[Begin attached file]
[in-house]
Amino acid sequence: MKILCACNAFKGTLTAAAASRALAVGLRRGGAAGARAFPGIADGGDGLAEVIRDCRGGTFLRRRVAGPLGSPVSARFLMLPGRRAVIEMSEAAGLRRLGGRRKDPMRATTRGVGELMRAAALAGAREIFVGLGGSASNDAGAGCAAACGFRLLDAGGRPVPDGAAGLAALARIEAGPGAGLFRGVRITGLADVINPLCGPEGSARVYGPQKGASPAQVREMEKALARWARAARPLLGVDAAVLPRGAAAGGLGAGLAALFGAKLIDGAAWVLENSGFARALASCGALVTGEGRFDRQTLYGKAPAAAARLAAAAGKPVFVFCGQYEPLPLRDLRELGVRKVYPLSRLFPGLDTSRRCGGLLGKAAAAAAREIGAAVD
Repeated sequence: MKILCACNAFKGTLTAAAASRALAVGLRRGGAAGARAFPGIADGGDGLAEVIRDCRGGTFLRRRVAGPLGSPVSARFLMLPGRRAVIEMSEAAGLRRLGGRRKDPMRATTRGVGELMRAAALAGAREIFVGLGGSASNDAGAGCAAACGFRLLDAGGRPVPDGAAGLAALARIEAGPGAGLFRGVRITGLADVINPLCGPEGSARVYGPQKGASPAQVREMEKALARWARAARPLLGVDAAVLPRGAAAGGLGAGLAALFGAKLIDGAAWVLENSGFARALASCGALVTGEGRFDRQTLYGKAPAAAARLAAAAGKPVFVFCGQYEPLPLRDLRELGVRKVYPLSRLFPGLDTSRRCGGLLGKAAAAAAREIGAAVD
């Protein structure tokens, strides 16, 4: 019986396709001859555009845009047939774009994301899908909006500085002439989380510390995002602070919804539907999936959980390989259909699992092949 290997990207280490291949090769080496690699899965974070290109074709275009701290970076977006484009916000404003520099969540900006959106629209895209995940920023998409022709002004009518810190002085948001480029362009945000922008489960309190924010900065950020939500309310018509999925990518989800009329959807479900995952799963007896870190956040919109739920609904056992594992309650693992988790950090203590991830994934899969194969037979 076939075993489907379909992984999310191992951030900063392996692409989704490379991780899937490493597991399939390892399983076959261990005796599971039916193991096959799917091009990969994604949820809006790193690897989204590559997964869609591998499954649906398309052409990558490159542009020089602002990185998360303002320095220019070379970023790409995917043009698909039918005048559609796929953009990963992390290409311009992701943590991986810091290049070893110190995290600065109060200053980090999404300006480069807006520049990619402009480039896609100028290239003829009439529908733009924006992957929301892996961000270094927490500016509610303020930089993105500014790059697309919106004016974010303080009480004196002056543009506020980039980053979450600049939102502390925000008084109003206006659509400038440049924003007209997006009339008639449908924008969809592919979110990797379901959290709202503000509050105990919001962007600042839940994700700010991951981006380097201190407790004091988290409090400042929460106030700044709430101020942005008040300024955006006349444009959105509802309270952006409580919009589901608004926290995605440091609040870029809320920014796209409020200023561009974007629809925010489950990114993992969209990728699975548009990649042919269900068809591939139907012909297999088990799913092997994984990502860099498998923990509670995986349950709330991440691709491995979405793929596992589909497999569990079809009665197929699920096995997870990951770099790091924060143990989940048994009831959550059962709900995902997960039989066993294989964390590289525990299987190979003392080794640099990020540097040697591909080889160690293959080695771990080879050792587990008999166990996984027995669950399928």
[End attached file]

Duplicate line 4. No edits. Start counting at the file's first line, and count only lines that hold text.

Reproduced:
């Protein structure tokens, strides 16, 4: 019986396709001859555009845009047939774009994301899908909006500085002439989380510390995002602070919804539907999936959980390989259909699992092949 290997990207280490291949090769080496690699899965974070290109074709275009701290970076977006484009916000404003520099969540900006959106629209895209995940920023998409022709002004009518810190002085948001480029362009945000922008489960309190924010900065950020939500309310018509999925990518989800009329959807479900995952799963007896870190956040919109739920609904056992594992309650693992988790950090203590991830994934899969194969037979 076939075993489907379909992984999310191992951030900063392996692409989704490379991780899937490493597991399939390892399983076959261990005796599971039916193991096959799917091009990969994604949820809006790193690897989204590559997964869609591998499954649906398309052409990558490159542009020089602002990185998360303002320095220019070379970023790409995917043009698909039918005048559609796929953009990963992390290409311009992701943590991986810091290049070893110190995290600065109060200053980090999404300006480069807006520049990619402009480039896609100028290239003829009439529908733009924006992957929301892996961000270094927490500016509610303020930089993105500014790059697309919106004016974010303080009480004196002056543009506020980039980053979450600049939102502390925000008084109003206006659509400038440049924003007209997006009339008639449908924008969809592919979110990797379901959290709202503000509050105990919001962007600042839940994700700010991951981006380097201190407790004091988290409090400042929460106030700044709430101020942005008040300024955006006349444009959105509802309270952006409580919009589901608004926290995605440091609040870029809320920014796209409020200023561009974007629809925010489950990114993992969209990728699975548009990649042919269900068809591939139907012909297999088990799913092997994984990502860099498998923990509670995986349950709330991440691709491995979405793929596992589909497999569990079809009665197929699920096995997870990951770099790091924060143990989940048994009831959550059962709900995902997960039989066993294989964390590289525990299987190979003392080794640099990020540097040697591909080889160690293959080695771990080879050792587990008999166990996984027995669950399928």